Broadband tender process has ‘absolutely failed’ – Fianna Fáil
Government plans to go ahead with € 3bn broadband plan despite cost warnings
Fianna Fáil TD, Timmy Dooley: “The tender process the State put in place to identify a bidder that would provide a service and value for money for the State has absolutely failed.” Photograph: iStock
Fianna Fáil’s Communications spokesperson Timmy Dooley says the tender process for the National Broadband Plan has “absolutely failed”.
His comments come after it emerged the Government plans to approve the national broadband plan despite the advice of some senior officials who cautioned that the € 3 billion programme did not represent good value for money.
Speaking to Newstalk Breakfast, Mr Dooley said he is calling for more engagement with the other bidders who pulled out earlier in the broadband plan tender process.
“It now clearly points out that the tender process that the State put in place to identify a bidder that would provide a service and value for money for the State has absolutely failed,” he told Newstalk Breakfast.
“It failed around 18 months ago, when two of the main competitors pulled out of the race. It was clear at that stage that there was only going to be one outcome.”
According to sources familiar with the discussions surrounding the plan, the Cabinet is likely to be asked the week after next to sign off on the plan to provide high-speed broadband to all rural areas not served by commercial operators.
The Government will then embark on a major publicity drive to sell the plan, with rural-based Ministers taking a lead role.
High-ranking sources say the decision was at least as much political as it was technocratic.
Ministers and senior officials feared that the costs of the plan – which was originally tagged to cost €500 million but is now expected to require an investment of €3 billion from taxpayers – would explode into a public and political controversy, especially after recent revelations of escalating costs at the national children’s hospital.
However, they were also fearful that a decision to shelve the project or even to recommence it with an eye to reducing costs would cause outrage in rural Ireland in advance of the local and European elections next month.
Ministers are also said to have been convinced to back the current project because any alternative was also likely to have proven very expensive.
However, some senior officials in the finance and public expenditure departments are believed to have advised that the project represented poor value for money. Officials in the Department of Communications strongly favoured going ahead with the programme.
However, even senior sources who say they favour going ahead with the broadband plan concede there are drawbacks, even if the ballooning costs – which Ministers will stress are spread out over 25-30 years – are accepted.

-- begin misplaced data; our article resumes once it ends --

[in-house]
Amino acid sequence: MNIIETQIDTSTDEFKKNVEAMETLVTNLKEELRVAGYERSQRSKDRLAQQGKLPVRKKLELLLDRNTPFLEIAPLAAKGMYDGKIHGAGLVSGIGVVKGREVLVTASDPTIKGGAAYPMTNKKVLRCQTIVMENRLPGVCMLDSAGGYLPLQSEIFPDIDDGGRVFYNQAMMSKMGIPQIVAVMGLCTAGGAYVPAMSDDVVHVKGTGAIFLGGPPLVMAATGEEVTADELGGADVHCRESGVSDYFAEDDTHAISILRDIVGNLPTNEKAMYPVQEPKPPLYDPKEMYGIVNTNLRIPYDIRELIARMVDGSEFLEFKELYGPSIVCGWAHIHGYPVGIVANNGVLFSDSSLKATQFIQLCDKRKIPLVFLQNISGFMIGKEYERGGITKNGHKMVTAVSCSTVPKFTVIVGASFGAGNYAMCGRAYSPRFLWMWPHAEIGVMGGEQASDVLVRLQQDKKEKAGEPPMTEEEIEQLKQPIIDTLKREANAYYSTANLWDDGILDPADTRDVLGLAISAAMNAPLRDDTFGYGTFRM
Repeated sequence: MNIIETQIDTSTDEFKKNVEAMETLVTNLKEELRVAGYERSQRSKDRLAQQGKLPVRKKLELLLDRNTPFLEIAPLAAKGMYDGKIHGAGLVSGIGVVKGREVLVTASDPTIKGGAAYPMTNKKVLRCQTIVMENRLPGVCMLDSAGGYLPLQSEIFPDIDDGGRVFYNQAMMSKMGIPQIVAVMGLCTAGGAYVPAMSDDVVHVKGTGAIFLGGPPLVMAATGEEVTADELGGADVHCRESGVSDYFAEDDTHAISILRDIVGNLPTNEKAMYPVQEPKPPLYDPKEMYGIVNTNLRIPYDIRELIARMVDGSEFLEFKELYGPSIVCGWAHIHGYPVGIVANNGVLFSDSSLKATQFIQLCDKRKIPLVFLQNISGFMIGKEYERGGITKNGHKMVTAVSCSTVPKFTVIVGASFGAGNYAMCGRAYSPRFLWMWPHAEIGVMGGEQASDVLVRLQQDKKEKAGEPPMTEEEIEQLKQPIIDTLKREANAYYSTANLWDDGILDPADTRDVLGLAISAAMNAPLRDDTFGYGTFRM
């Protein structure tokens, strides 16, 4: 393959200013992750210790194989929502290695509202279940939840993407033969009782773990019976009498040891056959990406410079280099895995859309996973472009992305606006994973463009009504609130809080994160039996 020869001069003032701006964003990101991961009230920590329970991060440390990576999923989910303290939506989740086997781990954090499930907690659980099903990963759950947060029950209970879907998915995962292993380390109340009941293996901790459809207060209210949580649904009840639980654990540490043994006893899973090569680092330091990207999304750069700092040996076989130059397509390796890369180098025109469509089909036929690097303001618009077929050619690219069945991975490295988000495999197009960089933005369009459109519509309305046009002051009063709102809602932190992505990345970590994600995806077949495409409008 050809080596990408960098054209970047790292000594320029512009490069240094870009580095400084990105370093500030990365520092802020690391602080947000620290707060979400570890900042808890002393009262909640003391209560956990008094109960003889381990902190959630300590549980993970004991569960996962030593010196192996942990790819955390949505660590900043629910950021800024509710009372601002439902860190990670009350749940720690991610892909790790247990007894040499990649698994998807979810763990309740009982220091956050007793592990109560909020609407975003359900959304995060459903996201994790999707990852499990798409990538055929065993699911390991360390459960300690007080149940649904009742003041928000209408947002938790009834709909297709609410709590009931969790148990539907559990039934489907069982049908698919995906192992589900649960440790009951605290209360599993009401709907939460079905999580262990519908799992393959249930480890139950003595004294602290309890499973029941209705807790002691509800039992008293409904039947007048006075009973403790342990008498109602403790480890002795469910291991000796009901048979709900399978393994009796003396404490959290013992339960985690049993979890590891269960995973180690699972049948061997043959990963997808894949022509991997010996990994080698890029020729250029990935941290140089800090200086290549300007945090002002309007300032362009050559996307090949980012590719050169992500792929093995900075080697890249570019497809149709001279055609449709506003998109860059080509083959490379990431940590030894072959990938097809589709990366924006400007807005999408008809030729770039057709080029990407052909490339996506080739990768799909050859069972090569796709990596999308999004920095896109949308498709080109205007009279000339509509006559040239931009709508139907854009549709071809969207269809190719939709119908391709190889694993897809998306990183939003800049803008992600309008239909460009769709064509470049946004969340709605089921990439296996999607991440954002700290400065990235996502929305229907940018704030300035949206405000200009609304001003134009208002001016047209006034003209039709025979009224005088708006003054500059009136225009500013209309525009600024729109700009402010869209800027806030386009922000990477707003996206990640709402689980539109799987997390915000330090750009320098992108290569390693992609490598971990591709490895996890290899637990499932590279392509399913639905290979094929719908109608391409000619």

The plan aims to bring high-speed internet to more than 500,000 homes and businesses awaiting access to broadband across the country. The last remaining bidder is a consortium led by US businessman David McCourt.
One aspect of the plan likely to be criticised is that the State will not own the network once it is built. In addition, there is significant doubt over the likely take-up of broadband services in remote rural areas even after households have been connected to fibre-optic cable.
Mr Dooley added, “I think it was unwise for the past 18 months to continue with the process without engaging with the two major players that pulled out.
“To the best of my knowledge there has been no serious engagement with either the ESB, Vodafone or Eir – I think that was a fundamental mistake on behalf of the Government and its agents.
“I still don’t think it’s too late for a detailed engagement with the ESB in particular.”
Meanwhile, Minister for Finance Paschal Donohoe said he has received a “lot of different views” on the €3 billion National Broadband Plan that is set to be announced in the coming weeks.
Mr Donohoe said he will “be taking account of all of the advice that is given to me in relation to the National Broadband Plan”.
“It has gone through a very very extensive debate and process within my own government and with the Department of Communications,” he told reporters on Friday.
“No recommendation has been taken to government yet with it but that will be happening, I believe, soon and I’ll be taking account of all the advice and views on that matter when I give my views on it.
“I have got a lot of different views in relation to this project but I think the imperative thing is that we allow the work that is underway in relation to the broadband plan to come to conclusion. “That will he happening and then the Cabinet will be briefed on all of the different issues in relation to it and all of the different opportunities in relation to it
“This is a plan that has gone now through a very extensive tendering process.
“We are now aware of many of the different costs and complexities that are involved in relation to a project of this scale and because of this, Cabinet will be well informed and well placed to make a good decision on what is a really important investment in our country’s future.”